Until 1990 Albania was one of the world's most isolated and controlled countries, and installation and maintenance of a modern system of international and domestic telecommunications was precluded. Callers previously needed operator assistance even to make domestic long-distance calls. Albania's telephone density was the lowest in Europe, at 1.4 units for every 100 inhabitants. Tiranė accounted for about 13,000 of the country's 42,000 direct lines; Durrės, the main port city, ranked second with 2,000 lines; the rest were concentrated in Shkodėr, Elbasan, Vlorė, Gjirokastėr, and other towns. At one time, each village had a telephone but during the land redistribution of the early 1990s peasants knocked out service to about 1,000 villages by removing telephone wire for fencing. Most of Albania's telephones were obsolete, low-quality East European models, some dating from the 1940s; workers at a Tiranė factory assembled a small number of telephones from Italian parts. In the early 1990s, Albania had only 240 microwave circuits to Italy and 180 to Greece carrying international calls. The Albanian telephone company had also installed two U-20 Italtel digital exchanges. The exchange in Tiranė handled international, national, and local calls; the Durrės exchange handled only local calls. Two United States firms handled direct-dial calls from the United States to Tiranė.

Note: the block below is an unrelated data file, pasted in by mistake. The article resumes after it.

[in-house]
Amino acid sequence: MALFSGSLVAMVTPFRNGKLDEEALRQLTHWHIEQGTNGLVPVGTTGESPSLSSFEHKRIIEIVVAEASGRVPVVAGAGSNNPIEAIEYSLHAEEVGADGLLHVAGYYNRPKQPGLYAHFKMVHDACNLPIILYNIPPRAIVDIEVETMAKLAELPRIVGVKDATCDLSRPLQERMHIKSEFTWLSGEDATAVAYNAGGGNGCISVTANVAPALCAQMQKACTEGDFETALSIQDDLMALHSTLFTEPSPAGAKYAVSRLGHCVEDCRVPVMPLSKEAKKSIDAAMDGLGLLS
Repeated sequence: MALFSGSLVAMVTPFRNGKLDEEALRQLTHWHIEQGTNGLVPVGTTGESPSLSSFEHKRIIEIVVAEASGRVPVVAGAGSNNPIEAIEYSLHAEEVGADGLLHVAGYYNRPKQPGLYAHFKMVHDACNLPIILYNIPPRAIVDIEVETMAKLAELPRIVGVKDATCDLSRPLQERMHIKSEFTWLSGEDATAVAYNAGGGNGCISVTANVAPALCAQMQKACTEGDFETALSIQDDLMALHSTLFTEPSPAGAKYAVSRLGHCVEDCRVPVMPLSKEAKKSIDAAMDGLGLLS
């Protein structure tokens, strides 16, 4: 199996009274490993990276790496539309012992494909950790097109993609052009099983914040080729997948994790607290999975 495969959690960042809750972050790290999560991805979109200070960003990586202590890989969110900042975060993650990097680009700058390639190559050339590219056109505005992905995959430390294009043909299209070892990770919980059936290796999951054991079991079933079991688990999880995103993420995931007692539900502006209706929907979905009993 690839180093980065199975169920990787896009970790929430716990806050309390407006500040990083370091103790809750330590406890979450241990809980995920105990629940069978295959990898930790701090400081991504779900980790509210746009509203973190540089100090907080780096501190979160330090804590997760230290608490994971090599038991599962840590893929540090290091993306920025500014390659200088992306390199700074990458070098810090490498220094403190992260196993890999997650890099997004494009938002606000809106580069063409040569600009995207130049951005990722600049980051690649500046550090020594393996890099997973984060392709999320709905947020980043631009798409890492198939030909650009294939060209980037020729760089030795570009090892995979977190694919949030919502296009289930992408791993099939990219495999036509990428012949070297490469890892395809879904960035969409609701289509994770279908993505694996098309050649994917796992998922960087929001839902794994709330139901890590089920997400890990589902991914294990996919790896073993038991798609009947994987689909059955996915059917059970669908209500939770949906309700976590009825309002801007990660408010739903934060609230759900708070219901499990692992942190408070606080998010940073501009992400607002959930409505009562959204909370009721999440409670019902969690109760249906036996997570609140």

The communist regime used radio and television for propaganda purposes. In 1992 the Albanian government owned and operated seventeen AM radio stations and one FM station that broadcast two national programs and various regional and local programs. An estimated 514,000 Albanians had radio receivers in 1987, according to the United States government. Nine television stations, also controlled by the communist regime, broadcast to the approximately 255,000 television sets owned by Albanians in 1987. Although the regime gave minimal support to domestic communications, it provided for an extensive external shortwave and medium-wave system. Programs were broadcast in eight foreign languages, in addition to Albanian, and reached Africa, the Middle East, North America, South America, and Europe. Albania's external broadcast service was one of the largest such services in the world. The programming was heavily propagandist, according to Western observers.
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